For his opening act on Broadway Marian Gaborik wowed audiences by scoring a career high-tying 42 goals as a first year Ranger. Not bad whatsoever. Unfortunately for the slick skating Slovak (say that drunk) his second year was a complete contrast to his first season’s performance as he consistently failed to penetrate defences playing on the perimeter, picked on the weak (Isles, Leafs, Oilers…) and almost no one else and came well short of matching his impressive first year.
Luckily for the Rangers the winger has a history of consistency when it comes to goals so a bounce back season can be reasonably expected. With a new elite center (enter stage right, Mr Brad Richards) Gaborik has the chance to not only replicate but even eclipse his first year in New York. All of a sudden with a platform to succeed, and no excuses it all comes back to one thing with Gaborik; health. So let’s do something very dangerous and assume Gaborik is healthy this coming season. What are reasonable expectations for the winger? Besting last year’s 22 goals and 48 points goes without saying.
Never before has Gaborik benefited from playing with a playmaker like Brad Richards. Richards does three things that should benefit Gaborik directly. First of all Richards gives Gaborik that truly elite line mate he’s never had, secondly the mere presence of Richards should boost the power play but perhaps most importantly Richards arrival should allow coach Tortorella the opportunity (if he wants it…) to play a more puck possession type game, at least with his top line. Less dump and chase – thanks to more skill and ability on the puck throughout the line up – should benefit Gaborik. After all, if he hasn’t got the puck, he can’t use his lethal shot.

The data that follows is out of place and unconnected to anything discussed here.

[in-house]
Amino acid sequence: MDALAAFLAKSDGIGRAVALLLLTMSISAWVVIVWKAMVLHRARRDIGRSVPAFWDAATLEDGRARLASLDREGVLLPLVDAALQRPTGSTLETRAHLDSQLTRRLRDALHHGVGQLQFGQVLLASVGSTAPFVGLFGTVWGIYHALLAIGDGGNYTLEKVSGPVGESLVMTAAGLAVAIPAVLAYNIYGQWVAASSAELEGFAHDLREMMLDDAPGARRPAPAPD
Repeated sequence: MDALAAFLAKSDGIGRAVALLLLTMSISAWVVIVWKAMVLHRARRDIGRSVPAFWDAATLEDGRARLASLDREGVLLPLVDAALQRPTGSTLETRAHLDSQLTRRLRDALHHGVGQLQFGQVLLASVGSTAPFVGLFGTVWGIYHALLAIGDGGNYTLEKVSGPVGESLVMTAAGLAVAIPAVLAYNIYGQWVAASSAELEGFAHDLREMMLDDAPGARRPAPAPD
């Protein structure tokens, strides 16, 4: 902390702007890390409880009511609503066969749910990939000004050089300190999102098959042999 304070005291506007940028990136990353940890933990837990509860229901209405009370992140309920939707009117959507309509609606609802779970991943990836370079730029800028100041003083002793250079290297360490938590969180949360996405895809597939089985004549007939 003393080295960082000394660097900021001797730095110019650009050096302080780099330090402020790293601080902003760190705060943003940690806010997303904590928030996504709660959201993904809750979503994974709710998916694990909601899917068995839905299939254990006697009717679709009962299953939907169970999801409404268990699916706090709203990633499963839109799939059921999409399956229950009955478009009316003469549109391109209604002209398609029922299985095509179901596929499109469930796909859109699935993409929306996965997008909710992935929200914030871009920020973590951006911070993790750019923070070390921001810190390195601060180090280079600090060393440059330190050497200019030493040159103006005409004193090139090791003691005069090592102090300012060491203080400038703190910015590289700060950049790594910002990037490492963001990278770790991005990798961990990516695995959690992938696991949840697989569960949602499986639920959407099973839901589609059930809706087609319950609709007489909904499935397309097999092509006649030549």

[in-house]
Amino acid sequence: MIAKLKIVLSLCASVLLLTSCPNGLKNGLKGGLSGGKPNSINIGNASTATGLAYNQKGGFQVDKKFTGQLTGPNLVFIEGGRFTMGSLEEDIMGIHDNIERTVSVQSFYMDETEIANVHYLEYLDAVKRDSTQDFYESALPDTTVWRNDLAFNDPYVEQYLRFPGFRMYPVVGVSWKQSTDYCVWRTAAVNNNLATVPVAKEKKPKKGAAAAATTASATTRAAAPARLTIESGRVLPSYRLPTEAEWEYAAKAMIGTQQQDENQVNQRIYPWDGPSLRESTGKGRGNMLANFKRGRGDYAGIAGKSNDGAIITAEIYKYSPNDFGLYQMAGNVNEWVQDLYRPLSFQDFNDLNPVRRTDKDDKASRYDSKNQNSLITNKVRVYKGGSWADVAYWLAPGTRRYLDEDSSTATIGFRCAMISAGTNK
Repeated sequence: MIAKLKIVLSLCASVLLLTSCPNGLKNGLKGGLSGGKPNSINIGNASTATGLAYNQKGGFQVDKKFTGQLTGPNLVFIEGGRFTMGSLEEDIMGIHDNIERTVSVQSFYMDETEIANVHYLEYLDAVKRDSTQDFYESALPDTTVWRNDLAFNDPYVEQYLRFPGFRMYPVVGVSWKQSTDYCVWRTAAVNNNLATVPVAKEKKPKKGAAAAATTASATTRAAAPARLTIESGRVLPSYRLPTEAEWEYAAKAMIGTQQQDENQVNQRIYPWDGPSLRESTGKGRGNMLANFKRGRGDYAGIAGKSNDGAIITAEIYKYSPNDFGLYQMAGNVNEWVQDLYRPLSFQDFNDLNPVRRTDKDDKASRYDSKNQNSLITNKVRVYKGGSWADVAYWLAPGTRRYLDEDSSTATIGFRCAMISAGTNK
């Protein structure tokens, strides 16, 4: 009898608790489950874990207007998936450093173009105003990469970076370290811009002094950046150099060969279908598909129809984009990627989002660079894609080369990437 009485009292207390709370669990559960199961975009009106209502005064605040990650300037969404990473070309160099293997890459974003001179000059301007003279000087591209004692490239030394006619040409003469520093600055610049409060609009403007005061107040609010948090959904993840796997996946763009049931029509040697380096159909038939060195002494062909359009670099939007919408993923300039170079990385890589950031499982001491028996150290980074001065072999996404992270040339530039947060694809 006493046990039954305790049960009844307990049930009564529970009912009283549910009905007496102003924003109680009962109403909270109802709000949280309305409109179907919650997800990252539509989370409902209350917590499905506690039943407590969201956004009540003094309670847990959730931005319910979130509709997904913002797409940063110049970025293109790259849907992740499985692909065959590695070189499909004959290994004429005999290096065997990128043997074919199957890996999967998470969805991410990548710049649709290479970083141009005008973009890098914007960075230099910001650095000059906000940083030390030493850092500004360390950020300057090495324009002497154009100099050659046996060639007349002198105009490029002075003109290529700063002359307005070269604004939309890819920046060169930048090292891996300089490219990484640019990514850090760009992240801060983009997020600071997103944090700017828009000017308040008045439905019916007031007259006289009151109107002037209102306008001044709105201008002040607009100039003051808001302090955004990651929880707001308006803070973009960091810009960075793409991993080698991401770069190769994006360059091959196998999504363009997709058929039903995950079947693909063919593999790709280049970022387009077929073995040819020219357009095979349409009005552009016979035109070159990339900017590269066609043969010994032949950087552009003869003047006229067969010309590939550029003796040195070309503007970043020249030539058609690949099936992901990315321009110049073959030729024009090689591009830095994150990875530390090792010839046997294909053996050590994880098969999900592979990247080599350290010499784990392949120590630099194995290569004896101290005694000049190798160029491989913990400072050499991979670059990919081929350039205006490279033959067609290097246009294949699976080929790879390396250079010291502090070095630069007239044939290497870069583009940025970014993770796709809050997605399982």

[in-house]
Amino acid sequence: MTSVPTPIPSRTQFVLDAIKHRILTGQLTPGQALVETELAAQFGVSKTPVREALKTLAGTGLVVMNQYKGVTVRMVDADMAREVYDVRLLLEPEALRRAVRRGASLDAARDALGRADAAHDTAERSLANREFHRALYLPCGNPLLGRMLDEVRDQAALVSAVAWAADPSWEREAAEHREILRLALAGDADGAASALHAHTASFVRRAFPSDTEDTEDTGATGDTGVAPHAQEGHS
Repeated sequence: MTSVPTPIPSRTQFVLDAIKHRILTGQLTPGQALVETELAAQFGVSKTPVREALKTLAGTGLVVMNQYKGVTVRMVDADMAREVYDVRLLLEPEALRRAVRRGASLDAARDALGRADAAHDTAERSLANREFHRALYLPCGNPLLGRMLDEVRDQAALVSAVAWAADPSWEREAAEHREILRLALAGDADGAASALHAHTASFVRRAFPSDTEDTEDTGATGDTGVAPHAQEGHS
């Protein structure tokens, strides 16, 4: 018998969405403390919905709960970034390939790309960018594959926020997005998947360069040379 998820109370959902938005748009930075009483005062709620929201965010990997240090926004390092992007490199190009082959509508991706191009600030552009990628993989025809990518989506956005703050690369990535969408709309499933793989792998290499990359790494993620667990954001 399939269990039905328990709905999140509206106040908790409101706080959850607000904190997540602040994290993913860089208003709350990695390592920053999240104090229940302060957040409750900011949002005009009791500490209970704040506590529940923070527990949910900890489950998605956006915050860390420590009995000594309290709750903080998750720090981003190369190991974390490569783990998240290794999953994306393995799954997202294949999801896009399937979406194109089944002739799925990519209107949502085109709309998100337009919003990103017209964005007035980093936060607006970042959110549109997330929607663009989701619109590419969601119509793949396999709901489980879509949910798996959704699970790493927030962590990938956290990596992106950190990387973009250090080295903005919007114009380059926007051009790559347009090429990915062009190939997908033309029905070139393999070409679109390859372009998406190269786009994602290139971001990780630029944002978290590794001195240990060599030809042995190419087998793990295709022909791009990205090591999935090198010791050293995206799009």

Scoring 30 goals, if healthy, should be a minimum for Gaborik this term. The Rangers should be a better, deeper team this coming season – starting with the top line. It’s not unreasonable to expect a much improved team’s top winger to meet that mark, especially when he has done it so often on more defensively inclined teams. What won’t help Gaborik though are the irrational fans (and media) that cry foul when he has the audacity to fail to score for 3 or 4 games. Believe it or not he actually played well occasionally last year even when the goals didn’t go in. Some fans though, won’t believe it.
In my opinion 40 goals, 80 points and a healthy return on the power play are reasonable expectations this season for Gaborik. With a large salary, large expectations and finally having the running mate he requires the season should be a successful one for Gaborik. If he fails for a second year in a row he may find his act sent packing to a lesser town for the rest of his contract. That’s not in anyone’s interest.